Review of the new Mitsubishi Colt Ralliart



star rating 6.8 out of 10 (6.8 out of 10)

REVIEW DATE: 20 Mar 2009

Mitsubishi is broadening the horizons of its Ralliart brand with models like the Colt Ralliart. Steve Walker reports.


There was always the suspicion that Mitsubishi should have been making more of its legendary Lancer Evolution. Not by enhancing the turbocharged rally replica itself but by forging stronger links between this high profile head-banger that tops its UK range and the volume-selling cars further down. At some stage, the penny must have dropped because we're now seeing the brand intent on making up for lost time in this regard. The Colt Ralliart might be a million miles away from the brutal Evo but the Ralliart branding suggests a link and that could be enough to convince fans of fast Mitsubishis looking for an affordable piece of the action.

The Ralliart brand has been associated with the Lancer Evo models for years. These days, it's Mitsubishi's motorsport division, responsible for the development of the marque's highly successful rally programmes that have seen cars compete and win in the FIA World Rally Championships and the formidable Dakar Rally. The name is also being used as a sub brand for sporting versions of the Colt and Lancer, emphasising the links between Mitsubishi's competition exploits and the road cars that customers actually buy.

The Colt Ralliart is powered by a 1.5-litre turbocharged petrol engine producing 147bhp. It can whisk the lightweight Colt to 60mph in just 7.4s which is extremely sprightly for a budget hot hatchback and will do a lot to give the car and edge against rivals like Fiat's Abarth 500 and the Renault Twingo Renaultsport. The Colt Ralliart also sets out to emulate its Evo big brother in the handling department with a stiffened chassis courtesy of thicker anti-roll bars and firmer suspension. The threshold of the M-ASTC stability and traction control system has also been eased off a little to allow greater degrees of slip and slide before its intervention.

The Colt has always been a fun car to drive with a grippy front end, accurate steering and a first class gearshift. The Ralliart models take this competence a step further with extra power and a greater focus on lively handling. The 1.5-litre engine produces its full power at a lofty 6,000rpm but it will pull strongly up to that point partly thanks to the 210Nm of torque that's available at 3,500rpm and a kerb weight of just 1060kg.

".the little Colt is no shrinking violet"

In terms of styling, the Colt always looked rather functional in its latest generation form, so what Mitsubishi call a 'Jet Fighter' design facelift was introduced, aiming to echo the looks of the larger Lancer and Lancer Evolution X models. To be honest, it's still hardly the bell of the ball, that tall shape bringing utilitarian MPVs to mind rather than racey superminis, but there's a nuggety compactness to its shape that pleases. In Ralliart form, the looks are enhanced by side sill extensions, bigger wheels and tyres, privacy glass, a rear spoiler and a sports exhaust. The interior displays a certain amount of innovation and seems tough enough but the plastics miss that quality that makes you feel good about the class leading supermini products. Aluminium pedals, sports seats and racier instruments mark the Ralliart out inside.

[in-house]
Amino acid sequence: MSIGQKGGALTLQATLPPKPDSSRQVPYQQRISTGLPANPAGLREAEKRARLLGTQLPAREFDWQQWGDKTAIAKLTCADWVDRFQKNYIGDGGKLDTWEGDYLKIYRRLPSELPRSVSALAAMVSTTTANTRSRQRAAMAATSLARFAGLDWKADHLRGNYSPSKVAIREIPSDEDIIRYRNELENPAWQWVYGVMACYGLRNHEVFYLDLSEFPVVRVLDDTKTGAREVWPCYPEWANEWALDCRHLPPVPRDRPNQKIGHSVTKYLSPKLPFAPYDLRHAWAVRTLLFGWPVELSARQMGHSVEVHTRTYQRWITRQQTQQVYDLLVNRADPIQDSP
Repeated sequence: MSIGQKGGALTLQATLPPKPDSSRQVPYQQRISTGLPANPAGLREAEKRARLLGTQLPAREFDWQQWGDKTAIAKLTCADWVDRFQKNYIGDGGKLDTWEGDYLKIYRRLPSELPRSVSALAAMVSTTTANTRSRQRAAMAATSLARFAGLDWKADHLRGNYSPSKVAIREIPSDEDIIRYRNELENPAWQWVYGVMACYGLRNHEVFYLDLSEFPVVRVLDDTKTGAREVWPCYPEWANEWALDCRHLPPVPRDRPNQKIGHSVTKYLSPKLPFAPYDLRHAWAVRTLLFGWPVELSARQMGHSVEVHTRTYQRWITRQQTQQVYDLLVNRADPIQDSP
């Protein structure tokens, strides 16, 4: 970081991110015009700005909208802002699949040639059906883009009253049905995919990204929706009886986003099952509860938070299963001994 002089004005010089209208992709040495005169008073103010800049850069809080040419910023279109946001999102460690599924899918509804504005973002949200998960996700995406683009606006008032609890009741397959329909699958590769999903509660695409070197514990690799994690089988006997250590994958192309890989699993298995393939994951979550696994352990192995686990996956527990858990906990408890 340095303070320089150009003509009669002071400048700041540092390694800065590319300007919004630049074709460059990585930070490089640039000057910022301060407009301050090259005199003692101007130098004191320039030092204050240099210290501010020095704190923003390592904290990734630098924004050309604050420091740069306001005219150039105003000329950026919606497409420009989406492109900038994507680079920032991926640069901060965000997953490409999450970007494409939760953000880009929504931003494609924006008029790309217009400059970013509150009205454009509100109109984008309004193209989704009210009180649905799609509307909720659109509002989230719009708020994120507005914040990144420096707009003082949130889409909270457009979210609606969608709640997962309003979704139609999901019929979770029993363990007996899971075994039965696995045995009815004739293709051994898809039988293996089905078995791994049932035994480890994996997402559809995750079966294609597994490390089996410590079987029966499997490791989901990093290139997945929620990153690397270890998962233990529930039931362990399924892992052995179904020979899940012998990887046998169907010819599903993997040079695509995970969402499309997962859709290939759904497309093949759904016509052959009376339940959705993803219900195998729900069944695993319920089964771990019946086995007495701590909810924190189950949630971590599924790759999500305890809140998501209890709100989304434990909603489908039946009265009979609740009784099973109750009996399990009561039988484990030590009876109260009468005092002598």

On a practical level, the Colt cabin feels spacious but it should do in light of exterior dimensions on the 5-door version that are on the large side and a wheelbase of 2,500mm. Passenger accommodation is very good, though boot space isn't as extensive as you might expect. 315 litres are on offer in a cargo area which is bettered by most rivals but fold the rear seats down and the 645-litre loadbay that's created should be enough for most. The space itself is uniformly shaped, so sliding in bulky items should be a straightforward task.

They might reside at the upper end of the Colt range but the Ralliart models still look decent value for money, especially on a performance per Pound basis. The three-door model comes in at under £13,000 with the five-door at around £500 more. That outlay gets buyers air-conditioning, cruise control, a CD stereo with an AUX port and front fog lights, as well as all the Ralliart extras.

The Colt Ralliart also gains side and curtain airbags for the front seat occupants to go with the dual front airbags and ABS brakes that already feature on all Colts. Combined with the M-ASTC stability control system, this constitutes a detailed safety specification in a supermini of this price.

Fuel economy will take a hit if you drive the Colt Ralliart as its buzzy turbocharged engine begs you to but stay relatively restrained and the combined cycle economy figure of 41.5mpg may be attainable. Emissions of 161g/km reflect the car's sporty character, as does insurance is in group 14.

Applying the famous Ralliart brand to sporty versions of its more ordinary models may prove a shrewd move by Mitsubishi. Inextricably linked to the maniac Lancer Evolution models and to the brand's rallying exploits, the name should raise the profile of models like the Colt Ralliart. With its Evo-esque front end and 147bhp from a feisty turbocharged engine, the little Colt is no shrinking violet and looks a sound bet for buyers seeking fast hatchback fun on a budget.


Performance star rating 7 out of 10 7
Comfort star rating 6 out of 10 6
Handling star rating 8 out of 10 8
Economy star rating 7 out of 10 7
Space / Versatility star rating 6 out of 10 6
Styling star rating 7 out of 10 7
Equipment star rating 8 out of 10 8
Build star rating 6 out of 10 6
Depreciation star rating 6 out of 10 6
Insurance star rating 7 out of 10 7
Value star rating 7 out of 10 7